UCL Grand Challenges


Connecting behavioural economics and environmental sciences

A project seeking insights on willingness to pay for environmental benefits across spatial scales.

1 September 2021


Grant: Grand Challenges Small Grants
Year awarded: 2021-22
Amount awarded: £4,980


  • Dr Silvia Ceausu, Centre for Biodiversity and Environment Research
  • Dr Lorenzo Lotti, Bartlett School of Environment, Energy and Resources

Environmental policy presents particular challenges because it addresses issues that happen over large spatial and temporal scales. Policy-makers and practitioners are required to plan and implement actions that can take place thousands of kilometres away with results that might only be felt after decades. Therefore, it is not surprising that mobilising actors to address the most urgent global challenges can be difficult. 

Behavioural economics can provide useful insights on behaviours and decision-making related to the environment. For example, it can provide insights on individuals’ willingness to pay for environmental benefits that are produced at large-scale and therefore are less tangible and immediate than local benefits. This objectives for this project are to:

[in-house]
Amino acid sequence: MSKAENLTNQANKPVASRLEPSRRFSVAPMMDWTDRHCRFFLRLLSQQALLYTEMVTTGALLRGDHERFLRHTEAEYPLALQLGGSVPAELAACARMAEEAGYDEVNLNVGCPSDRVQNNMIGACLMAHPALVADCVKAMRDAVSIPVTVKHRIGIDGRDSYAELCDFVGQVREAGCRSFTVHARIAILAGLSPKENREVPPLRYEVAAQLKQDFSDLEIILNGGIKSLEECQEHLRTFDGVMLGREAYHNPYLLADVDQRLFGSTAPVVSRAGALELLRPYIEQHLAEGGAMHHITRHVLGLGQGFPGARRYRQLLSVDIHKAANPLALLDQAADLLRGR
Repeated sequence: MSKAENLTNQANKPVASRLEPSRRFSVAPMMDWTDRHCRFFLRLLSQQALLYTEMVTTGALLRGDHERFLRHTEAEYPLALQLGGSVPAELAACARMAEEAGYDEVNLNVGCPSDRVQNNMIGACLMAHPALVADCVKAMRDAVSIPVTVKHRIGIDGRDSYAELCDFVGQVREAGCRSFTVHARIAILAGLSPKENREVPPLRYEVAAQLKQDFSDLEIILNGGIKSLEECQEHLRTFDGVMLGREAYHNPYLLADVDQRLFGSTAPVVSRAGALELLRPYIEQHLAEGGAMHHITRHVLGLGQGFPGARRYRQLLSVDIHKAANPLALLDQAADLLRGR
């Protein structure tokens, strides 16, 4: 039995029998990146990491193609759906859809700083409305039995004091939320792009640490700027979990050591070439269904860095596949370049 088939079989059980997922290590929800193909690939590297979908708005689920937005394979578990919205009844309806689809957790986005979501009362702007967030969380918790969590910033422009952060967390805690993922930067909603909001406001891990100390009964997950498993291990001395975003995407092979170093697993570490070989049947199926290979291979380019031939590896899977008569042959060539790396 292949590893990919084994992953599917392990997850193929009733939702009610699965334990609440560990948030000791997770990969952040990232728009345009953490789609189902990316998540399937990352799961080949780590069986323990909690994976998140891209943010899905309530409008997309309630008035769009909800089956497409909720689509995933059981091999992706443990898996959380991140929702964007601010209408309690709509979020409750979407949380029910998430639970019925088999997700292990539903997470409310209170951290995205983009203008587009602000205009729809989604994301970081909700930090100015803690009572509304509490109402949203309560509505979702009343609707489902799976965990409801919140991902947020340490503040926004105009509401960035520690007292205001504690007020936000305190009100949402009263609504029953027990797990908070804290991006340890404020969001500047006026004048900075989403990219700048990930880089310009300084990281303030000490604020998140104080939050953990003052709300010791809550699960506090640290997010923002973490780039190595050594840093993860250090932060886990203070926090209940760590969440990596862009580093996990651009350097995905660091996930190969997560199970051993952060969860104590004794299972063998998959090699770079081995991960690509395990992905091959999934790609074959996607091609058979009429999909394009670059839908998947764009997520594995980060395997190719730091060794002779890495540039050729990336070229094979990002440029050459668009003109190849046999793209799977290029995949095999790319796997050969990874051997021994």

• design and run a survey to test whether Londoners’ willingness to pay for local environmental benefits is higher compared to that for large-scale benefits, thus investigating the role of tangibility and scale in the willingness to pay for environmental benefits.
  • initiate a cross-disciplinary dialogue between UCL’s Centre for Biodiversity and Environment Research (CBER), Behavioural Environmental Economics Team (BEET), and London-based environmental organisations on how behavioural economics can support environmental action.

The research activities of the project will specifically aim to provide knowledge for supporting more effective communication around environmental issues, and give critical insights on how to mobilise action for global and long-term challenges such as climate change

Outputs and Impacts

  • Awaiting outputs and impacts.